Mr. Beck’s statement was irresponsible and inflammatory at a time when as a nation we are attempting to engage in a constructive dialogue on race. Beck’s statements are an attempt to divide when we need to be united, an attempt to inflame with rhetoric when we need to discuss with thoughtfulness the serious question of race. It is a futile effort to distract from the serious issues of health care, the economy and the environment – issues that President Obama is tackling with foresight and fortitude.How could the President be a racist? A man of both African American and white heritage; a man who inspired millions of Americans to unite across the divide of race, religion and age in his historic run for the presidency. We commend President Obama for having the courage to discuss an issue that all too many Americans consider a third rail.
The “reverse racism” cry seems most used by those who are often called on for being the most insensitive to minorities and women – your Rush Limbaughs, your Glenn Becks, your Sean Hannitys. Basically, if you’ve been accused of being an actual racist at some point, you’re probably busy calling someone, on air, right now a “reverse racist” despite the absurdity of throwing loaded language to hide one’s own psychological projections.
In the past few decades, though, reverse racism has undergone a similar redefinition, from symptom to system. Some who are skeptical of affirmative action, and of other programs designed to advance non-whites, consider reverse racism to be so pervasive, and so well entrenched, that it can only be described as systemic. (Think of Frank Ricci, the white firefighter who argued, successfully, that the city of New Haven had violated his civil rights.) And, despite Beck’s diagnosis of Obama’s “hatred,” many of the people who worry about Obama’s view of race see him not as personally bigoted but as complicit with anti-white interests and policies.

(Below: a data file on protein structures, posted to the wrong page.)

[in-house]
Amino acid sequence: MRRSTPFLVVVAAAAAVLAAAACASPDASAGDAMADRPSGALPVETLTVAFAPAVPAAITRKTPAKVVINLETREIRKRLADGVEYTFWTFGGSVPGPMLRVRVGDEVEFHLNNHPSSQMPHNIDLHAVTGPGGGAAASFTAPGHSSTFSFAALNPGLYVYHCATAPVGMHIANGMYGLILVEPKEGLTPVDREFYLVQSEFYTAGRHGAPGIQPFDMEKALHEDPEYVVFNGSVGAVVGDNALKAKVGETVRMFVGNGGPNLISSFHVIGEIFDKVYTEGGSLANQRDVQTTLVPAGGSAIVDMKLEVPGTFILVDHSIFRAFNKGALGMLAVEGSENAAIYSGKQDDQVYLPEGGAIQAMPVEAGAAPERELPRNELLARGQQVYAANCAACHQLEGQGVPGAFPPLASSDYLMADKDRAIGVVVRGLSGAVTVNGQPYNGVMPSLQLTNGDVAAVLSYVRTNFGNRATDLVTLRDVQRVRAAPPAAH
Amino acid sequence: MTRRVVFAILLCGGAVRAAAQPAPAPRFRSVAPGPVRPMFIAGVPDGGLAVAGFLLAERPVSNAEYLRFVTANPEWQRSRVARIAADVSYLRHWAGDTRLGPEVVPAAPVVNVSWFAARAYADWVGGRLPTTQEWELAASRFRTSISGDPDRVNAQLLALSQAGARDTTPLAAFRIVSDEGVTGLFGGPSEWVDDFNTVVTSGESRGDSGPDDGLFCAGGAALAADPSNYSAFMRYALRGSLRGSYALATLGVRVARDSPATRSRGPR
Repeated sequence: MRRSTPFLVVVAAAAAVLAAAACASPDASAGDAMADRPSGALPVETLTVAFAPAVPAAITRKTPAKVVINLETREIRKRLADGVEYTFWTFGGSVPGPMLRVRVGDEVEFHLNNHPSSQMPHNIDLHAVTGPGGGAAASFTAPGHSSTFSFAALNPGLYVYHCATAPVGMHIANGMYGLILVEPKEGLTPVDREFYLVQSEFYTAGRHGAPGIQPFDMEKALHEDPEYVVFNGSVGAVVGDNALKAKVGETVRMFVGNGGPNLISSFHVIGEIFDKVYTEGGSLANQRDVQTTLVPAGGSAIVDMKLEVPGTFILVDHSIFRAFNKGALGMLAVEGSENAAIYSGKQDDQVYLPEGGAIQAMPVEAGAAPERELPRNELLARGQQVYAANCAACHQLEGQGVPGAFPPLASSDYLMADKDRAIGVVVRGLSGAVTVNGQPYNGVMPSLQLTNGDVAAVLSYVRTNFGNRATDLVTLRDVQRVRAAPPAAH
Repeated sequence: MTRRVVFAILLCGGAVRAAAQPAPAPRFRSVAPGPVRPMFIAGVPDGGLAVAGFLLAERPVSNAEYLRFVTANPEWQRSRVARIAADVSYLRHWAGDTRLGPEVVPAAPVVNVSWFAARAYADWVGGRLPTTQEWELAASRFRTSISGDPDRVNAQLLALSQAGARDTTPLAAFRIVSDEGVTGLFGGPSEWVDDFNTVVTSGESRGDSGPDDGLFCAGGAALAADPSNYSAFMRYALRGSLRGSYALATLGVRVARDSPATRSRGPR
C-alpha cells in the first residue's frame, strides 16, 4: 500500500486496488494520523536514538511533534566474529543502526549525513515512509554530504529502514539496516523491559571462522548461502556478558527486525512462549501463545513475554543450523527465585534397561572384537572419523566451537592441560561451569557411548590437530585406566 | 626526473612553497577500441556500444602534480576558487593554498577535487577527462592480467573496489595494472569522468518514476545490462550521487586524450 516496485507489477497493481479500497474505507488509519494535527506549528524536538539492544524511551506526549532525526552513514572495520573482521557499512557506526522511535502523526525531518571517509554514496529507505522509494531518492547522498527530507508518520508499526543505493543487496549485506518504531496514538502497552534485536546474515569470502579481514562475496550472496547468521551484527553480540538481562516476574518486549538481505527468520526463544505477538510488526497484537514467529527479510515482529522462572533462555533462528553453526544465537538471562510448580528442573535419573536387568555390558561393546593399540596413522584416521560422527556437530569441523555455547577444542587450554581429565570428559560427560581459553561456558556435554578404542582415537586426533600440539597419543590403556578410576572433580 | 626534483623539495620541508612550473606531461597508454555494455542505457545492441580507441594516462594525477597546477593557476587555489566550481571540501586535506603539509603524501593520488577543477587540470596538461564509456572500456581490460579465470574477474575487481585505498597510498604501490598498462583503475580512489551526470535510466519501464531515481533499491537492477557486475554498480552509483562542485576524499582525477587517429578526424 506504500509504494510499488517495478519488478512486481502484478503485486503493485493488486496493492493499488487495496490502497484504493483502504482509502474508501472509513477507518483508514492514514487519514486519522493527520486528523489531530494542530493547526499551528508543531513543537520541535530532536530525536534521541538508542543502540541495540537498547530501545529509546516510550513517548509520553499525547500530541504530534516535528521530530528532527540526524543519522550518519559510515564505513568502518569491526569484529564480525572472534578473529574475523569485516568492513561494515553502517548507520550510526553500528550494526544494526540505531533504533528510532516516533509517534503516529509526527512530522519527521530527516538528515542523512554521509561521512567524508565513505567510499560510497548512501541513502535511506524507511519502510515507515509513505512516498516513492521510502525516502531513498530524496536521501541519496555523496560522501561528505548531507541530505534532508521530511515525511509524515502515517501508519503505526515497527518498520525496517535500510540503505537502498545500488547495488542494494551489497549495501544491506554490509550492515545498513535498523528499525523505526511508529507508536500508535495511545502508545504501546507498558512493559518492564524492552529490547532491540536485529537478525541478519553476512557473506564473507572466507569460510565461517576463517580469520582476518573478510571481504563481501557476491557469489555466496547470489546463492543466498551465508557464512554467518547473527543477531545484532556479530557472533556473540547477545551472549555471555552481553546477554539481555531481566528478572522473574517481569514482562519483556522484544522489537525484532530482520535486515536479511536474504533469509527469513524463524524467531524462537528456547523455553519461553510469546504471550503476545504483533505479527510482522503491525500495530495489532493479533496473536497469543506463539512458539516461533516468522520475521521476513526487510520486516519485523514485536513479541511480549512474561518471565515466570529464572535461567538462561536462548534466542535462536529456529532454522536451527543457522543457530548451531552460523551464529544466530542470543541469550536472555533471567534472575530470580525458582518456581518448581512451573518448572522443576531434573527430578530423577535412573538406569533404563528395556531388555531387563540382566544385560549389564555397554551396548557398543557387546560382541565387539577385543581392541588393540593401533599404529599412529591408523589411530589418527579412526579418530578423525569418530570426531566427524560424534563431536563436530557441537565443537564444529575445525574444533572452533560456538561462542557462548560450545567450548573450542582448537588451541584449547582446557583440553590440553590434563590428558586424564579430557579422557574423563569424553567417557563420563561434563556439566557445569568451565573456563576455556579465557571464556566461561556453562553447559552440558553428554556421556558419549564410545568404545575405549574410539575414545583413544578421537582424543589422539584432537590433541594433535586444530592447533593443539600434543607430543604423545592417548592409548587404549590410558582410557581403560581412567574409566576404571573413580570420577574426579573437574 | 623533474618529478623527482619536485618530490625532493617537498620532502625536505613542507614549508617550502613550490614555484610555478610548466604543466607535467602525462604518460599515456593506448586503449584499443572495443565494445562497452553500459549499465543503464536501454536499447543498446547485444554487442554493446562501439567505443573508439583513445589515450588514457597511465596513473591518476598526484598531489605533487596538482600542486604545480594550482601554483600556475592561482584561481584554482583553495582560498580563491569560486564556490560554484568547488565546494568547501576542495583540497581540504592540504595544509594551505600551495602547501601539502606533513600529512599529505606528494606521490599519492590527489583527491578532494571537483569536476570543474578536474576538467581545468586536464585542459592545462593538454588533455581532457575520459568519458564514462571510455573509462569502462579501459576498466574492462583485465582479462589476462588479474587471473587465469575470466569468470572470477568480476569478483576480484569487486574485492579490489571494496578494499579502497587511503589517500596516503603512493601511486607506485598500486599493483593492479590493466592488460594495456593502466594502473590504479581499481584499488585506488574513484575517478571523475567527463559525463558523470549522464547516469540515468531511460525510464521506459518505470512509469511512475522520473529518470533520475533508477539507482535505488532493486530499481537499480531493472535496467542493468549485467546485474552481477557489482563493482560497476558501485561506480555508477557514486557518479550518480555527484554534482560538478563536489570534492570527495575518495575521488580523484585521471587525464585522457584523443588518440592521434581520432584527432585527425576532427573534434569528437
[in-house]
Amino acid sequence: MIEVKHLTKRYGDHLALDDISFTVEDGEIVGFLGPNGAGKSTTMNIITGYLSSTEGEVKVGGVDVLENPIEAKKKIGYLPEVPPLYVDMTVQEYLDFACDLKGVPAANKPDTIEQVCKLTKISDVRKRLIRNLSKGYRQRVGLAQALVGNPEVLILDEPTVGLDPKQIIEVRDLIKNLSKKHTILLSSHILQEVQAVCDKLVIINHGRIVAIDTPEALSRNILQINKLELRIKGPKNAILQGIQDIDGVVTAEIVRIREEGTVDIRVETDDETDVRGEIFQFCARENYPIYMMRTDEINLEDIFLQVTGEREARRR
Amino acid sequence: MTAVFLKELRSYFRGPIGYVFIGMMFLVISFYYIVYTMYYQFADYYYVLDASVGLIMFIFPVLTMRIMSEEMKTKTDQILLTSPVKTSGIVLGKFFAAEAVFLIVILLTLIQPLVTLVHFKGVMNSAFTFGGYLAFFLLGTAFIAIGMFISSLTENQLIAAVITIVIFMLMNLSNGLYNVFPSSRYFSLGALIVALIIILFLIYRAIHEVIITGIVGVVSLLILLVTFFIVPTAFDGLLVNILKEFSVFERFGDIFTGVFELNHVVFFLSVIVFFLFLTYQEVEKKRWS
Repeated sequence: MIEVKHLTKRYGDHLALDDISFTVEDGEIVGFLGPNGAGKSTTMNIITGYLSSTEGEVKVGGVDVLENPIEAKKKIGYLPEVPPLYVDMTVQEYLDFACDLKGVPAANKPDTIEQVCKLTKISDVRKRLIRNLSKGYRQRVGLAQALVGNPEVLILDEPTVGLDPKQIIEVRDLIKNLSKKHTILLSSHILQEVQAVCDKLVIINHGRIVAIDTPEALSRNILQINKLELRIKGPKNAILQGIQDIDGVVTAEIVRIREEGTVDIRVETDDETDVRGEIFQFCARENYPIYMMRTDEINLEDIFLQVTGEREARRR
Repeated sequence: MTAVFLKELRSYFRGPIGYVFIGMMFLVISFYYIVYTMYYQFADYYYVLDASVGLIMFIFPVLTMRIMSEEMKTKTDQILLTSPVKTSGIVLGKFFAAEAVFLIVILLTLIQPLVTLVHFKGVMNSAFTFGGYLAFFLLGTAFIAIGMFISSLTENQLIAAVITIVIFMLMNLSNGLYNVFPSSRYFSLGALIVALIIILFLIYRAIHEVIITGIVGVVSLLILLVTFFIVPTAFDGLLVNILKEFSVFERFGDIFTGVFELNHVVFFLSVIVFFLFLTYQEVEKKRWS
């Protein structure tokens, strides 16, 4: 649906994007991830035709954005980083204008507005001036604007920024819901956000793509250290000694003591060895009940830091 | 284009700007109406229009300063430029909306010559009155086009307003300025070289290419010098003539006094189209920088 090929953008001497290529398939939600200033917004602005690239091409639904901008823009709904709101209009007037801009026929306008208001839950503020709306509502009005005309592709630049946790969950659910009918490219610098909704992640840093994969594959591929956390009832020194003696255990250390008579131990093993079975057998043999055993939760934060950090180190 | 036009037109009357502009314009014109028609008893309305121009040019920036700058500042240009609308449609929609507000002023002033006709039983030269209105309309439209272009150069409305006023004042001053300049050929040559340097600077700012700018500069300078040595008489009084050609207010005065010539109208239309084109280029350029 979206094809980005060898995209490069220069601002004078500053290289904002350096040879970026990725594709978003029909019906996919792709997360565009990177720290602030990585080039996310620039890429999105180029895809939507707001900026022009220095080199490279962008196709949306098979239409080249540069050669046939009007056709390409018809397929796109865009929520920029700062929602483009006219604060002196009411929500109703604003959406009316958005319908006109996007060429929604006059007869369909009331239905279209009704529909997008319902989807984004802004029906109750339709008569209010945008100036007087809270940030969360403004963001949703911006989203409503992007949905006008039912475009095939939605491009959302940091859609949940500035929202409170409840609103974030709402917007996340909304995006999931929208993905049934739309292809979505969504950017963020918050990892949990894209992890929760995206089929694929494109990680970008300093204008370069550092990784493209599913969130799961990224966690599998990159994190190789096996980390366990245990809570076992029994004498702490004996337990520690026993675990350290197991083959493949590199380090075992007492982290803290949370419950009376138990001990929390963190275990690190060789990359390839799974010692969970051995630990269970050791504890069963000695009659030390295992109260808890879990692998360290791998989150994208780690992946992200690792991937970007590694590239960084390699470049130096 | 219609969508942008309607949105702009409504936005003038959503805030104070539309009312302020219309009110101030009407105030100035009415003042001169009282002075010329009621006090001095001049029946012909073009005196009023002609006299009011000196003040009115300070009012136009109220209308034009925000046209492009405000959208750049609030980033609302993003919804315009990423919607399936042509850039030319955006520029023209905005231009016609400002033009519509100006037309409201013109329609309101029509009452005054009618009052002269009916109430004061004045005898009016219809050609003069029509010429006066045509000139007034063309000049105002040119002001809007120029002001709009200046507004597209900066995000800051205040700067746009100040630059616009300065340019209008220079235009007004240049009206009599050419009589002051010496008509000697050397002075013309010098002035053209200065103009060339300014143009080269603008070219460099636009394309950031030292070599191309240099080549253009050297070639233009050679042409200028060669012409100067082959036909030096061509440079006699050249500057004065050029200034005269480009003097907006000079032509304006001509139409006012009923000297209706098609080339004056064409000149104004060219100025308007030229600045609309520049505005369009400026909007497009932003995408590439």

Considering how shameful and violent America’s racist past is you can kind of see why “racist” is a fighting word among white people. Any given Klan or Neo-Nazi rally and you’re likely to see more whitesshow upto protest their brand of ignorance than attend the actual rally. The Klan is a haunting old embarrassment, along with being highly offensive. The death of public racism lead to them from having a membership of Congressmen and judges to yokels and nobodies. Even if you ARE a racist, you don’t want to be associated with “racists.” Which is why Beck, et al, are quick to call others racists, throwing stones to hide their own prejudices. That’s why someone like Pat Buchanan is so wonderfully amazing in his unicorn-like ability to say something to the effect of “This has been a country basically built by white folks” with a straight face, mean it and not be a-feared that the boogeyman will get him for being so … well … you know.